Comment history

Editorial: Dangerous fork

I certainly did not intend to imply that I thought that any other politician or candidate from any party is not guilty of the same thing as Obama. In my opinion, that still doesn’t absolve Obama of guilt.

I also don’t believe that McCain or Romney would have been much better, but probably not any worse.

I do think that certain individuals, from multiple parties, are much more truthful than others. I will tend to vote for these people, regardless of party, based as much on how I perceive their honesty as their exact positions, as long as they don’t violate my core beliefs.

It is certainly a shame that we have devolved our political involvement into commercial sound bites, voting for candidates the same way we pick our laundry soap. Must be why I keep trying to get them to add “None of the above” to all the ballots.

September 10, 2013 at 3:21 p.m. ( | suggest removal )

Editorial: Dangerous fork

Despite your thinly veiled attempt to label me as a voter who is not intelligent or well educated, I will reply with my thoughts.

Your basic argument seems to be that since all politicians lie during campaigns, it is OK.

You support this argument with such jewels as “he tried” and “he is not all powerful”.

You then close with the idea that you wish they wouldn’t lie but everyone else seems to like it, so you will accept it.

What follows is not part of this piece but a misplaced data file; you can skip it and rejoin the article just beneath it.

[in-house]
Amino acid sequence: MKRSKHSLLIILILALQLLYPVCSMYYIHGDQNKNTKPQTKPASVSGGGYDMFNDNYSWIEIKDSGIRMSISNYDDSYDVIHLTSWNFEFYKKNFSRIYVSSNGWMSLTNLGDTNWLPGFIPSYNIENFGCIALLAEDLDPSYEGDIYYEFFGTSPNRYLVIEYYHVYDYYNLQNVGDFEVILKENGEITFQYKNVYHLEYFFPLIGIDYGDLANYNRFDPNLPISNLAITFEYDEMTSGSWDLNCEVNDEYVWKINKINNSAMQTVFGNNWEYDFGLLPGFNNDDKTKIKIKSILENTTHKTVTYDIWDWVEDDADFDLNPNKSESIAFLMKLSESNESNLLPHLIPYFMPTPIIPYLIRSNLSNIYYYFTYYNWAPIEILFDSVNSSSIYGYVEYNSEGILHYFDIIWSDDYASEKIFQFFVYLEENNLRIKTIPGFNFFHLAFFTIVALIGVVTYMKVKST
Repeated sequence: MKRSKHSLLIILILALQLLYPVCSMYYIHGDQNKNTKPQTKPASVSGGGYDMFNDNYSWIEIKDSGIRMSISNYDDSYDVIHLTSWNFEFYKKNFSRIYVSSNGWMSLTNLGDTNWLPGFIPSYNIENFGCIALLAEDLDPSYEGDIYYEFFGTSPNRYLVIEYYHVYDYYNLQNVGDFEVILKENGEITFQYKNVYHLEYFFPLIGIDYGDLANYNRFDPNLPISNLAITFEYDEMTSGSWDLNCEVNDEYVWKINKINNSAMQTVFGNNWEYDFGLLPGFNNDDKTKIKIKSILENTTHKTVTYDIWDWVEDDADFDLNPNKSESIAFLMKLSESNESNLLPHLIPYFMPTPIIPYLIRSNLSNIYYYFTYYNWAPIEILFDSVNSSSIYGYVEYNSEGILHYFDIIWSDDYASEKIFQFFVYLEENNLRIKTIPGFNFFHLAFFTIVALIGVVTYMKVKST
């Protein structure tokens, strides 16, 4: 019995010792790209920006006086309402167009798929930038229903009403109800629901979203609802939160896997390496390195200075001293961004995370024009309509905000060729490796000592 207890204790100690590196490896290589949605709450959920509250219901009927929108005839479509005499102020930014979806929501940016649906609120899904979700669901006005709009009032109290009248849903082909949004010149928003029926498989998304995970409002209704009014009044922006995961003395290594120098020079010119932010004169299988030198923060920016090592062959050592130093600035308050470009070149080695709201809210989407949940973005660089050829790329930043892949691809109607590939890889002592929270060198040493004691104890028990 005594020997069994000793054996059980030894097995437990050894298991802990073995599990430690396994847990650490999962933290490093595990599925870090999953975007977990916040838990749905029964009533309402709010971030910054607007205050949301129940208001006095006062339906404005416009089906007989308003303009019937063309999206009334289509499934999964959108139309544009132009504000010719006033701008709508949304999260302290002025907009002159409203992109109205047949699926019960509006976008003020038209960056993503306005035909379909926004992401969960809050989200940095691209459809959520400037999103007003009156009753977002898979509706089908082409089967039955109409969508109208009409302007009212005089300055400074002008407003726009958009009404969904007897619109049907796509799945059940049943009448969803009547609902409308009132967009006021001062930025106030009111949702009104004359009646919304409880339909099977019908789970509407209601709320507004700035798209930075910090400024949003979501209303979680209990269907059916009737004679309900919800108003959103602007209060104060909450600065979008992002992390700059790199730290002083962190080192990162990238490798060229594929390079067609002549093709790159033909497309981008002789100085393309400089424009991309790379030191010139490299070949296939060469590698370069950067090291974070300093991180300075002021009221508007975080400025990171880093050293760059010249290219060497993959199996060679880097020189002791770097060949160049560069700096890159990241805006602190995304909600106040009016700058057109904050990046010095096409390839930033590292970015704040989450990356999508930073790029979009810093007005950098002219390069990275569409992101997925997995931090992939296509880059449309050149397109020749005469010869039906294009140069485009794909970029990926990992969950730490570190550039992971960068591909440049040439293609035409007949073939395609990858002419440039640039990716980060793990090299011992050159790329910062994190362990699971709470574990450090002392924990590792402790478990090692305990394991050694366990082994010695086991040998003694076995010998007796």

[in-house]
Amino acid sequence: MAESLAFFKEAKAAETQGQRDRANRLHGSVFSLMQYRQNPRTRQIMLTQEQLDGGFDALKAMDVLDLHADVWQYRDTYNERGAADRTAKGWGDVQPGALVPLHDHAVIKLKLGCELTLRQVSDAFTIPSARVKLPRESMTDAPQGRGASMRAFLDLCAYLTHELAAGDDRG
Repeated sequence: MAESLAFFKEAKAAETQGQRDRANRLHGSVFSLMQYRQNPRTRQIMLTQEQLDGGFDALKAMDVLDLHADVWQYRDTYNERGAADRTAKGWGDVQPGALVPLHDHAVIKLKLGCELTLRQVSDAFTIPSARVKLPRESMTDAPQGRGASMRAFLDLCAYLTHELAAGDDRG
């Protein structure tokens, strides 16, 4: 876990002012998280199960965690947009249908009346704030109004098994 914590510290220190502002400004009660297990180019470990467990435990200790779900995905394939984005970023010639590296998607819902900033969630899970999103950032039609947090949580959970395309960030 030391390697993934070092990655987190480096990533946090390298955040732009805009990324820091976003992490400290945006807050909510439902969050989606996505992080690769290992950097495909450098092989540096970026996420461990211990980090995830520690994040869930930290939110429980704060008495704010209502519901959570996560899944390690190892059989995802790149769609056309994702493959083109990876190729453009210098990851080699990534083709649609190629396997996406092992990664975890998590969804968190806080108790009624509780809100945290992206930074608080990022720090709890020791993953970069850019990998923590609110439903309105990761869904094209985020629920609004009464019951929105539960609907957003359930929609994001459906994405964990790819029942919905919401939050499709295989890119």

You seem to be ignoring the fact that the original question was to name a lie. I did that.

The fact that Obama made a campaign promise that was not in his power to keep simply bolsters my argument, it doesn’t excuse his behavior.

September 10, 2013 at 2:27 p.m. ( | suggest removal )

Editorial: Dangerous fork

A lie is generally defined as making a statement that is known to be not true, with the intent of deceiving the recipient.

At the time that he made the statement quoted above, Obama knew full well that, even as President, he would not be able to close GITMO on just his own authority. He has also proven over time to have no interest in rejecting the Military Commissions Act or applying the Constitution and/or UCMJ to terrorist.

You can try to spin it any way you want but it was clearly meant to deceive the voting public and he clearly knew it was a false statement.

So you are correct, it is not a lie because he failed. It is a lie because it is a lie.

September 10, 2013 at 11:58 a.m. ( | suggest removal )

Letter: Theocracy, anyone?

So it doesn’t bother you that in order to provide the “education, jobs, shelter, food, health care”, the government must take from someone else?

Is there any limit to your taking? Or would you just prefer we keep taking until everyone has an equal share? Would that be enough "general welfare" for you?

September 9, 2013 at 6:08 p.m. ( | suggest removal )

Editorial: Dangerous fork

How about the promise to close GITMO?

I will admit that I searched for the exact quote so that there was no question on exactly what he said.